And So It Begins

The National Cattlemen’s Beef Association is suing the EPA over Climaquiddick:

The National Cattlemen’s Beef Association has filed a petition to the U.S. Circuit Court of Appeals in Washington, D.C. to overturn the EPA’s recent greenhouse gas “endangerment” ruling.

The ruling states that gases believed to cause global warming pose a human health risk and is the first step toward their regulation by the EPA under the Clean Air Act. The NCBA and other producer groups fear the ruling could lead to lawsuits and new restrictions on the nation’s livestock industries.

…The cattle group points to Climategate, in which critics allege that e-mails stolen from Great Britain’s University of East Anglia show bias and manipulation of data by scientists on the United Nations’ Intergovernmental Panel on Climate Change.

The fact that the EPA relied on some of the IPCC’s data to make its finding makes the ruling questionable, Thies said.

Discovery should be quite enlightening. I expect this will go all the way to SCOTUS.

24 thoughts on “And So It Begins”

  1. Bo Derek was on O’Reilly saying cattle are taking range away from wild horses. I was thinking the solution is simple… we should eat horses.

  2. I love this part:

    In a statement to the Capital Press, an EPA spokeswoman said the agency is confident that it will prevail in court, adding that the Supreme Court had ordered the agency to answer the endangerment question.

    There would be “no basis whatsoever” to deny “a fact that is recognized by overwhelming scientific consensus” that the earth is warming, the statement said.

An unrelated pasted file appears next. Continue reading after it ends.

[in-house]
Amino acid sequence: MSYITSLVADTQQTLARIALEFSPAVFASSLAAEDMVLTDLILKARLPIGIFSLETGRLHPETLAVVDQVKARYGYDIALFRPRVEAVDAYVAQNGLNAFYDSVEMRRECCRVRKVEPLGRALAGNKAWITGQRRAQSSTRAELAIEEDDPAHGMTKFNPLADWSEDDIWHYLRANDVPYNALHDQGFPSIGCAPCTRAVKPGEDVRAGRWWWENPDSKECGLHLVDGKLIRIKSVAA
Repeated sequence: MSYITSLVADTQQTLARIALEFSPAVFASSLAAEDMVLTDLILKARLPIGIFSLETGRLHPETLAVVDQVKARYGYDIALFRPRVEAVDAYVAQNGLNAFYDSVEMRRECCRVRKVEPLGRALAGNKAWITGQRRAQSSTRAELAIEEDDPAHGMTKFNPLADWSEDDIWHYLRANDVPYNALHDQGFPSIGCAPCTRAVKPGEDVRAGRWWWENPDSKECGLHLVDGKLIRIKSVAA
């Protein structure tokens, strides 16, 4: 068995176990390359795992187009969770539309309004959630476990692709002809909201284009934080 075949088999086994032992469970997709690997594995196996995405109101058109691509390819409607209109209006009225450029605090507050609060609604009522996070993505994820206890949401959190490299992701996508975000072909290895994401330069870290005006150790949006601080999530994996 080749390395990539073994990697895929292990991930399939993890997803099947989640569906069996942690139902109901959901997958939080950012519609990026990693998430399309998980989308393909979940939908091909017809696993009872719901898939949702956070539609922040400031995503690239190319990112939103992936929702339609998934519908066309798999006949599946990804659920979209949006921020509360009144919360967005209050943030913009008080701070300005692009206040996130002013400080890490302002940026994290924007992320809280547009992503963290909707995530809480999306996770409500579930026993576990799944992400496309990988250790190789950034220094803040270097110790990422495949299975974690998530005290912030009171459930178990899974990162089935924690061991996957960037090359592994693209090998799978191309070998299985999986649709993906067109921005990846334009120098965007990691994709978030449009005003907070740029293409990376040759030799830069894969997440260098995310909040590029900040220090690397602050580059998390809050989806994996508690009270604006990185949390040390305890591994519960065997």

Pass the buck (SCOTUS made us do it) and cloud the issue (the Earth is warming not that man is making the Earth warm)

  3. Bo Derek was on O’Reilly saying cattle are taking range away from wild horses. I was thinking the solution is simple… we should eat horses.

    That’s not far removed from the Bureau of Land Management’s solution of just killing them.

  4. Aside from methane emission restrictions, are there other ways that the EPA’s rules on greenhouse gas emissions can harm the cattle industry?

  5. Note that methane is a far more potent greenhouse gas than CO2, and that many herbivores produce great amounts of it.

    Therefore, clearly our first step in protecting the planet should be to kill all deer, goats, cows, and other wildlife, as they are likely putting out a lot more greenhouse gasses than humans are.

  6. Man, those cattle ranchers don’t take no bull. Remember when Oprah made the claims about Texas cows infected with mad cow disease a while back? They sued her ass six ways to Sunday. Funny thing is, now looking back on it the whole mad cow thing was wildly over blown by the media. Really nobody in American ever got the disease and one had to eat the brain and spinal cord to contract it (them’s not good eatin’). Kinda makes you think about the media’s push on AGW don’t it?

  7. So are Europeans, going by time of introduction alone. 😛

    And wasn’t it the government’s quick response to Mad Cow, i.e., stopping the importation of European beef immediately, that kept it from being a problem here? Correct me if I’m wrong, please.

  8. Ethan, regarding why BSE (Mad Cow) never became an issue in the US, you are mistaken. Since the only pace that BSE outbreaks occurred during this ‘crisis’ was the UK, and the beef was shipped elsewhere during that time without any spread of the disease, it is unlikely that the quarantine in and of itself had any significant impact.

    Josh explains quite effectively why this is the case, e.g., you don’t get it if you don’t each a variety of parts of the cow that Americans simply don’t eat in any quantity. A side factor is that the majority of our animal feed sources, though often repellant (we often mix animal protein into our feedstocks, thus making our food animals cannibals) are more carefully monitored (largely by the stockraisers themselves) than is the case in the EU. Seems that cattle being found diseased and/or contaminated is very bad for business, hence many of the agribusiness that raise them pay some attention to quality control of the entire cycle. Benefits of capitalism I suppose.